The day the royal emissary arrives, all the potters set up stalls on the beach filled with their work. Min's is the smallest display but it is one of a few that earns extra attention from the Emissary Kim as he admires the melon-shaped jug that is put on the display. The emissary leaves, but will return in a month to offer commissions. The potters who received extra attention before again begin working quickly to prepare new samples for the emissary. Tree-ear tells Min about Kang's inlay work. Min immediately begins creating inlays in his own pottery. However, after the pottery is fired in the kiln, it all comes out with brown stains that sometimes appear in the finish. Min breaks them all and prepares to start over. Unfortunately, the emissary arrives before he can create anything new. After a few days, news comes out: Kang has been chosen for a commission.

When he visits Min's house and hears the story, the emissary offers to give Min a commission if he can bring a sample to the capital city, but Min confesses that he believes he is too old for such a trip.

Tree-ear overhears the conversation between Min and the emissary. Tree-ear offers to take a sample of Min's work to Songdo for him, as a gift to Min's wife who has befriended and cared for Tree-ear over the past year. Once again, Min works quickly to create two melon-shaped vases with intricate, inlaid flowers along the side. Crane-man is hired to create a basket that will carry the vases without breaking them. After taking care to be sure Crane-man will be cared for during his absence, Tree-ear sets off alone for the capital city.

Tree-ear walks for days alone, sleeping in the homes of strangers, or alone in the woods. When Tree-ear reaches the city of Puyo, he goes up to a mountain cliff (called the Rock of Falling Flowers) where it is said a group of women jumped off to the river below to prevent capture by an invading army. At the top of this cliff, Tree-ear is attacked by two robbers who steal all his coins. The two robbers also take the vases and throw them over the edge of the cliff to the river below. After they have gone, Tree-ear rushes down to the river to check on the fate of the vases. Both vases are broken but one has broken in large pieces, allowing Tree-ear to take a single shard of the broken vase and continue his journey.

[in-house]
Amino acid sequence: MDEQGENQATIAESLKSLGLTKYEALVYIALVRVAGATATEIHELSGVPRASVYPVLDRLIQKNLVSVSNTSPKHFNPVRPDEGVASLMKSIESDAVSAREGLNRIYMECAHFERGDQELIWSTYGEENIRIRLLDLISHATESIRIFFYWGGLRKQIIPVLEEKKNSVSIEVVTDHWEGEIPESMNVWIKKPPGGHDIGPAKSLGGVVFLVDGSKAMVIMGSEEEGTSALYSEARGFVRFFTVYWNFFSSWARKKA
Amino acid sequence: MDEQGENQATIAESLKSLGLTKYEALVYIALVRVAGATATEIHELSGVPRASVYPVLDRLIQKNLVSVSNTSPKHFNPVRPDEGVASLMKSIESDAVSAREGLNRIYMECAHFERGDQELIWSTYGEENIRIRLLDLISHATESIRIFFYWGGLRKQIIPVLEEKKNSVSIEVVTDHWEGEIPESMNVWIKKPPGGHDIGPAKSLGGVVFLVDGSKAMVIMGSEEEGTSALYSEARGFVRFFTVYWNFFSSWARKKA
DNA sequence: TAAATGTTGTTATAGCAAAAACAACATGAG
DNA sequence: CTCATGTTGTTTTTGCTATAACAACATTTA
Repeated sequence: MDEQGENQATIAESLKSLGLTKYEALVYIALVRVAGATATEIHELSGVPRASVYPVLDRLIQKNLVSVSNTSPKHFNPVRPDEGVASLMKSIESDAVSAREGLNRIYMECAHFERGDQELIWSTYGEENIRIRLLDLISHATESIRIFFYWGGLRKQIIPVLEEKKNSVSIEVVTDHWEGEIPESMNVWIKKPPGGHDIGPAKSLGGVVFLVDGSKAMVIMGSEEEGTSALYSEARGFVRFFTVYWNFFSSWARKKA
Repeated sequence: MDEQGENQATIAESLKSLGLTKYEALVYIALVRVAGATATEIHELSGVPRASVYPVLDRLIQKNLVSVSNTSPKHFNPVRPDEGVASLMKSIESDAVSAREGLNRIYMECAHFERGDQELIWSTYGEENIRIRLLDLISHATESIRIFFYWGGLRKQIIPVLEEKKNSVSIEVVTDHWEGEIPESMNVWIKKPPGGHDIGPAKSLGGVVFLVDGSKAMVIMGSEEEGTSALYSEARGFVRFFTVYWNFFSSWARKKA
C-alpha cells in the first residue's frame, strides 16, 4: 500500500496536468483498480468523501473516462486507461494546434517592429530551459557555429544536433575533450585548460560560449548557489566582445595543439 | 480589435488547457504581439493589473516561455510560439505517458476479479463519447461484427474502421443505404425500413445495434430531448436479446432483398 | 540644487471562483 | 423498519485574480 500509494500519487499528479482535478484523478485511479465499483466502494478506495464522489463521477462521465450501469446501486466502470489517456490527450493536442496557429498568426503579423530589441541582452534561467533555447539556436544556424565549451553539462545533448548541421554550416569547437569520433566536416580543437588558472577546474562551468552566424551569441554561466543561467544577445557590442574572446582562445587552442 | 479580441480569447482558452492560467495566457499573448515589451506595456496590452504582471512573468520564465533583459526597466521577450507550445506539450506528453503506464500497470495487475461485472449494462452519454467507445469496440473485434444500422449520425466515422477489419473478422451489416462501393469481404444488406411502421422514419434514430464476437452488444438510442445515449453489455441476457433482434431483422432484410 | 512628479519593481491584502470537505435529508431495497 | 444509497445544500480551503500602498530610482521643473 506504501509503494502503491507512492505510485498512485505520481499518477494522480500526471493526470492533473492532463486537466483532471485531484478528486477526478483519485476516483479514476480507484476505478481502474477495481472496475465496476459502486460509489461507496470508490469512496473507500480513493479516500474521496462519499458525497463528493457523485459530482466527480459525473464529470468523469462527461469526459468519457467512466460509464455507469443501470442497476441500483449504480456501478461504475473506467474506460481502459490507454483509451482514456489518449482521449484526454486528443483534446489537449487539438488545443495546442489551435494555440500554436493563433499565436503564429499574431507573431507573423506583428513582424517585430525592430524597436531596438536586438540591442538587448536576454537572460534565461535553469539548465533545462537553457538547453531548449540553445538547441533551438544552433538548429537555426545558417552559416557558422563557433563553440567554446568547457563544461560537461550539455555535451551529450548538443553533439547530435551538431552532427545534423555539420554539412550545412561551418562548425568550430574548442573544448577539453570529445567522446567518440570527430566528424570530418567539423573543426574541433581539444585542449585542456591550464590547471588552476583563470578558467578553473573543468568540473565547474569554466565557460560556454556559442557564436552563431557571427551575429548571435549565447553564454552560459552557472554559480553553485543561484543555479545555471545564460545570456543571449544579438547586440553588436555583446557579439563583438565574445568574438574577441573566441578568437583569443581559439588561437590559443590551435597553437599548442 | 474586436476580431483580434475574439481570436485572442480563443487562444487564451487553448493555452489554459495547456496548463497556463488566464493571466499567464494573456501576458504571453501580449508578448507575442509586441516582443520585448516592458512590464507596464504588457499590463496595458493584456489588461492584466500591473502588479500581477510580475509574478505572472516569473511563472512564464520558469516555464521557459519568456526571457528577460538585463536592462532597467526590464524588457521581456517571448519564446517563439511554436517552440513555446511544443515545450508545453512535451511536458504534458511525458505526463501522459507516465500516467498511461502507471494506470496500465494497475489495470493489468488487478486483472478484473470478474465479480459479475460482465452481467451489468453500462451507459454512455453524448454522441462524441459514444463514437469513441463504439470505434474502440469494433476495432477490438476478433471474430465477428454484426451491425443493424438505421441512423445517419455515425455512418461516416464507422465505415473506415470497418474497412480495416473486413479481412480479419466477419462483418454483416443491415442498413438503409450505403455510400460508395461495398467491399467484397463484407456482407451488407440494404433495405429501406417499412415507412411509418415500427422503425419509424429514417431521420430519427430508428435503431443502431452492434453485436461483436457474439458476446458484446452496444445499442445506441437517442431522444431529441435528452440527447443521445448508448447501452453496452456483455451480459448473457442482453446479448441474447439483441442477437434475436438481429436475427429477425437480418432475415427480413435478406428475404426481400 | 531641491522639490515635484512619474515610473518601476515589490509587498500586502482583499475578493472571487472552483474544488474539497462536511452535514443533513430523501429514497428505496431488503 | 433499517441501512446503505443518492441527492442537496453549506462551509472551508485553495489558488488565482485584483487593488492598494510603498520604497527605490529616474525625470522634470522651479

When Tree-ear arrives in Songdo, he sees the familiar chrysanthemums and colors on a stall selling pottery. When the stall owner sees Tree-ear's interest, he tells him that the work was already one of the King's favorite. Tree-ear talks his way into a meeting with the emissary when he arrives at the palace. Tree-ear reveals his attack by the robbers and then shows the single shard. Despite the incredulity of the emissary's assistant, Min is offered a commission and Tree-ear is given safe passage home on a ship. Once home, Tree-ear goes directly to the home of Min to tell him about the commission. Min has news for Tree-ear as well. Crane-man died a few days before when a farmer's cart broke the rotten bridge railing, causing him to fall into the cold water. Tree-ear is devastated by this news and afraid for his own future. However, Min's wife tells him that he is to move in with her and her husband. Later, Min reveals that he intends to teach Tree-ear, now known as Hyung-pil, the art of pottery. In the ending of the story, there is an italic part, where it is said that Tree-ear, or Hyung-pil, created the "Thousand Cranes Vase", which is the finest example of inlaid celadon pottery in the seventeenth century. The part Italic textexplains the piece of pottery and hints that Tree-ear (Hyung-pil) made it.

Awards
Preceded by
A Year Down Yonder
Newbery Medal Award
2002
Succeeded by
Crispin: The Cross of Lead